June 23, 2024

11 of the UK’s best vegan experiences, from fine dining to festival favourites

This article was produced by National Geographic Traveller (UK). 

Demand for plant-based food has soared in the UK in the past few years, thanks in part to the popularity of movements and campaigns like Veganuary. With the latter came a blossoming of the country’s vegan dining scene, which now spans from fine dining to street food. While some establishments focus on lifting vegetables to stardom, others use meat substitutes to entice non-vegans. The biggest change, though, is the diversity of cuisines available — you can now just about eat your way around the world, whether you’re after flavours from Asia, Europe or the Americas. For those contemplating a dietary switch, here’s a selection of fully vegan restaurants around the country to get you started.

While it’s difficult to imagine French cuisine without an abundance of butter, Alexis Gauthier has achieved the near-impossible at his fine-dining Soho restaurant, which became fully vegan in 2021. Each pretty dish here is served with the same delicate flourish, whether it’s the avocado and beetroot canape that kicks things off, the parsnips poached in red wine that make a memorable main or the pear and dark chocolate that’s a highlight of the dessert menu. 

For vegans who still crave the taste and texture of meat, The Queen Inn delivers in abundance. Working with alternative-meat brands such as Redefine Meat and Juicy Marbles, this Welsh steakhouse serves up plant-based versions of flank and fillet steaks that are designed to look and taste like the real thing. The rest of the menu is a checklist of pub classics, from fish and chips and beef burger to a Sunday roast — all meat-free, of course. 

3. Koocha, Bristol

Colour and spice collide on the menu at Bristol’s Koocha, which takes its inspiration from Persian and Middle Eastern cuisine with the liberal use of saffron, pomegranate and pistachio. Choose from mezze plates designed to be shared — like maple- and za’atar-glazed carrots with parsnip hummus, and whipped ‘feta’ with cucumber — or go large with options such as a delicately spiced seitan doner served on a traditional flatbread with a tzatziki dip. 

You’ll find flavours from around China on the menu at Tofu Vegan, which has three branches in London. As you might expect from the name, tofu appears in many forms here, whether it’s sizzled in a black bean sauce or lightly fried and dusted with salt and Sichuan pepper. Meanwhile, other dishes are based on a variety of mushrooms or texture-rich vegetables like lotus roots and edamame beans. Diners can also expect vegan versions of traditionally meaty dishes such as Peking duck and dim sum. 

Started as a pop-during during lockdown by siblings Jordan and Chyna Johnson, Jam Delish now has a permanent home in Islington, with Nathan Collymore — an alumnus of Jamie Oliver’s Fifteen restaurant — as its head chef. Caribbean classics like jerk chicken and curry goat have been given a vegan makeover, while there are also fresh takes on more typical vegan flavours, such as olives dressed in a fragrant blend of garlic, ginger, chilli and lime zest, and grilled aubergine served with hot pepper sauce, sour tamarind and a mellow coconut yoghurt.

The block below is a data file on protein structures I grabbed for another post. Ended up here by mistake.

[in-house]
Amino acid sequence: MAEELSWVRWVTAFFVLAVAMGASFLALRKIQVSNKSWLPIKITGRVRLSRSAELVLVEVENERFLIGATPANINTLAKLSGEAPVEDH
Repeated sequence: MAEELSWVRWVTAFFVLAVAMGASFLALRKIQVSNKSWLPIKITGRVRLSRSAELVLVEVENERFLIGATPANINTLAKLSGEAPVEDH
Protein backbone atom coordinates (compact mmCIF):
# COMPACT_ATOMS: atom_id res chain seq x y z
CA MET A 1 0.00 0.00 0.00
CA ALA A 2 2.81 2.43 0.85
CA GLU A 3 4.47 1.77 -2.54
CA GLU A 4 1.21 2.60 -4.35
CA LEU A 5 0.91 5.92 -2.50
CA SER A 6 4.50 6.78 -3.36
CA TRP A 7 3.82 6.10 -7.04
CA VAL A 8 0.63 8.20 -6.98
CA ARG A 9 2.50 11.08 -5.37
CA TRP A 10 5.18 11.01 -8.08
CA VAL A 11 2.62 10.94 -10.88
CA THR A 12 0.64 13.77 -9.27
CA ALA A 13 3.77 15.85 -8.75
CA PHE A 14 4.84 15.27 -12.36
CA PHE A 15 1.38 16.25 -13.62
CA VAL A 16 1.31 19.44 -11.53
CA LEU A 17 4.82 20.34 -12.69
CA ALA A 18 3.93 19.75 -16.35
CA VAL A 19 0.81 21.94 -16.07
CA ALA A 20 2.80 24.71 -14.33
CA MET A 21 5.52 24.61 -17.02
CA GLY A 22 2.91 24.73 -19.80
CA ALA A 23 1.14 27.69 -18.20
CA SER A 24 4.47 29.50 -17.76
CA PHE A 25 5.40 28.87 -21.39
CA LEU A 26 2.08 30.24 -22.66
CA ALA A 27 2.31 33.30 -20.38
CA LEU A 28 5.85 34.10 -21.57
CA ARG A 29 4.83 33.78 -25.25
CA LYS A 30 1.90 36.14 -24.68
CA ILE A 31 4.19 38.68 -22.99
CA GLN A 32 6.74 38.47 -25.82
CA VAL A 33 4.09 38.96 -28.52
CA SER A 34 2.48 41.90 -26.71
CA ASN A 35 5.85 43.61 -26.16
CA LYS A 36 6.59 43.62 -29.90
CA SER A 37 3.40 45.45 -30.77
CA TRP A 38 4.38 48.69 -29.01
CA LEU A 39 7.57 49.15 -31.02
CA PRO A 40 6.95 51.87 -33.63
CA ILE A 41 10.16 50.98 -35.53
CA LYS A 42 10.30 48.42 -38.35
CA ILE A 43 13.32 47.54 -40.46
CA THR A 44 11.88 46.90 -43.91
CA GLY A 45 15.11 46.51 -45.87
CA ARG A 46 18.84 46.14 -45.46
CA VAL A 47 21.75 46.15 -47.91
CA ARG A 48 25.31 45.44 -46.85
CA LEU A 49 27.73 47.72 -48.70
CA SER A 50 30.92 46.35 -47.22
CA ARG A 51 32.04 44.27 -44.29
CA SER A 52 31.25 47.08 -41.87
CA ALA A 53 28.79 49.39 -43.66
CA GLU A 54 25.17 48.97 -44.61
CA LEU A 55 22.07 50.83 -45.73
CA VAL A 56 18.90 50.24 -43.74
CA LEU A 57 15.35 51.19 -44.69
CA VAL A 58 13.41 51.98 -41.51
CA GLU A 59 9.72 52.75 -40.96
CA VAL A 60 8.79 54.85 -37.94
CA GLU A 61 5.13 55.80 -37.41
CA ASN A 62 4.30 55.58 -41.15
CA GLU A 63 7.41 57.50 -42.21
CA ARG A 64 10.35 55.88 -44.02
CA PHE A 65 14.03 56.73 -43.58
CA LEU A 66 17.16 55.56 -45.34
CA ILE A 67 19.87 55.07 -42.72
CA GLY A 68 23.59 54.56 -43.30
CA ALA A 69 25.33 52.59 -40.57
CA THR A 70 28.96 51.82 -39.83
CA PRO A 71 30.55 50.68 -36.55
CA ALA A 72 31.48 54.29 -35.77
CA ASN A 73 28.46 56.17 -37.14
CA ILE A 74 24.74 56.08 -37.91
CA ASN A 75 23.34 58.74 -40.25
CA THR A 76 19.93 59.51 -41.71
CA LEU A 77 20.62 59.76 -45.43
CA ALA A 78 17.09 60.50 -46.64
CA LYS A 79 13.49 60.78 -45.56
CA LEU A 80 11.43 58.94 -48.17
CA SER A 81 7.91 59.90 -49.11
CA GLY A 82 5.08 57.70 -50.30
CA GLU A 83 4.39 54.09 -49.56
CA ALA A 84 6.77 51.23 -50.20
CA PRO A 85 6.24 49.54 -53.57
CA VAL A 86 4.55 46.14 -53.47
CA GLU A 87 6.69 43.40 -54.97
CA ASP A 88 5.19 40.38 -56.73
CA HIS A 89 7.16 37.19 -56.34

Have a quick scan of Novapizza’s menu and you’ll probably find yourself double-checking it’s actually all vegan — expect words such as mozzarella, chicken and pepperoni. But while its dishes’ names and descriptions are decidedly unvegan — like spaghetonne carbonara, a traditional Roman recipe with homemade bacon, scrambled eggs and black pepper — everything at this Edinburgh stalwart is indeed plant-based. 

Having launched as a vegetarian restaurant in Soho in 1988, Mildreds can now be found in five locations across the capital, each serving a 100% plant-based menu. The menu has always been eclectic, drawing on flavours from Europe, the Middle East and Asia, meaning there’s something for every palate. For example, you can go classic British with Cumberland sausage and mustard mash or push the boat out with kiri hodi, a Sri Lankan coconut curry with sweet potato and green beans, lifted with a pineapple pickle and mint mango chutney. 

Organic, gluten-free and plant-based are the three pillars of Dane & Port, a casual Bournemouth cafe that also does takeaways. Breakfast and lunch here are light and healthy, with options like scrambled tofu and seasonal salads, while dinner has a Portuguese flair, with petiscos (similar to tapas) as the focus. What’s different is that there’s no formal menu — the options change each day depending on what’s fresh, so every meal is a journey of discovery. 

With its roots in Kyoto, Itadakizen also has outposts in Paris and London. Lunch here is simple — think curry or ramen, plus a handful of sides like gyoza — and offers great value, while dinner comes in the form of a moreish selection of Japanese tapas dishes. Highlights include dengaku (miso-glazed aubergine) and karaage (deep-fried tofu with a savoury dipping sauce). 

A cosy spot serving luscious chocolate cakes alongside oat milk lattes, Norwich’s Tofurei might not look especially unusual, but it was set up to showcase the products of a micro soya dairy. The small team makes their own fresh tofu, including a plain and a maple-smoked option, which go on the menu in items like a soysage roll, tofu pasties and tofu noodle soup. It also has a small shop, where you can buy T-shirts or tofu to take home. 

This Brighton restaurant is a go-to spot for grab-and-go healthy food in the city. The burritos — resembling uncut sushi rolls — are the star attractions, with fillings that include tofu with hoisin sauce in the style of crispy duck, and beetroot and basil in a nutty satay sauce. If you need another reason to visit Happy Maki, the restaurant donates a portion of its profits to several charities. 

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